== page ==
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Tarwater – Dwellers On The Threshold

Label: Kitty-Yo (Europe) Mute (North America) Format: CD/LP

Tarwater - Dwellers On The ThresholdTarwater return, enigmatic and phlegmatic as ever with Dwellers On The Threshold, charting journeys across an imaginary landscape of shifting borderlands and elusive edges. Opening with the hypnotic and immediately engaging “70 Rupies To Paradise Road”, with words spoken on this occasion by Tone Avenstroup, it is apparent that there is something special about this record.

Partly thanks to a commitment to keeping the intruments and samples clean and crisply redolent of themselves when necessary, as opposed to a set of electronic processes, and mostly to a finely-judged sense of dramatic tension and restrain, Tarwater unfurl a series of looped enigmas set within puzzlingly fetching production values. Lush without being overdone, their sound is curiously distant and engaging at the same time, like being asleep in a throng of intrigue and storytelling, lulled away from reality while being immersed in the further reaches of its subconscious expression.

Each cyclical, droning strum or reedy keyboard insertion, phased and flanged mouth harp, tabla surprise e-piano chord and clicking rhythmic tic propels the sense of heightened perception through swells of almost painfully emotive states of unfulfilled revelation, musical or lyrical – Dwellers On The Threshold is a record which defies analysis on the level of understanding just what is meant by elliptical lyrics like “Earth, Moon – 1985”. Instead, the sweeping surges of electronic strings around Roland Lippok‘s matter-of-fact yet otherworldly voice complement the refined Tarwater musical style in a now broadly electronic-acoustic format. The organic constructions of synthesizer and audibly-slid guitar or a blinking, trebly UFO keyboard forming the marvellously jagged heart of pieces like “Tesla” and “Now” fizz with alien charm, and only it heightens the sense of weirdness when Lippok starts deadpan rap about “Space Brothers and Space Sisters” and how “It’s not easy being a God” as a snaking analogue warble trips the ultraviolet fantastic. Perhaps Tarwater are a band who have fallen to Earth?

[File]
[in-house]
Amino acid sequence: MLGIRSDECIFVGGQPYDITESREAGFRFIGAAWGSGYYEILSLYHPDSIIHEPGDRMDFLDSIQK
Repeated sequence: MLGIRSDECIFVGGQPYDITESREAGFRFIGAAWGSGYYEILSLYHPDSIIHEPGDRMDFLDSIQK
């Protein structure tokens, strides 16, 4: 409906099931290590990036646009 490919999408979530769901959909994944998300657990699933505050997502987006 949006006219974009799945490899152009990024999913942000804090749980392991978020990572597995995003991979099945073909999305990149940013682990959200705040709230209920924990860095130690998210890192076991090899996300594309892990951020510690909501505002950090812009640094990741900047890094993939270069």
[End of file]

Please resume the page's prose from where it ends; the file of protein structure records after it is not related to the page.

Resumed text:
Toylike and shot through with a certain amount of wistful, knowing naïveté, Dwellers On The Threshold is a record to savour, to slide into its lateral worldview and share some strange tales of half-glimpsed lives; to partake of some of the better musical quirkiness on offer from Tarwater in a world which mostly offers nothing but recycled pap is not only often a palpable joy, but probably an actual necessity.

-Linus Tossio-

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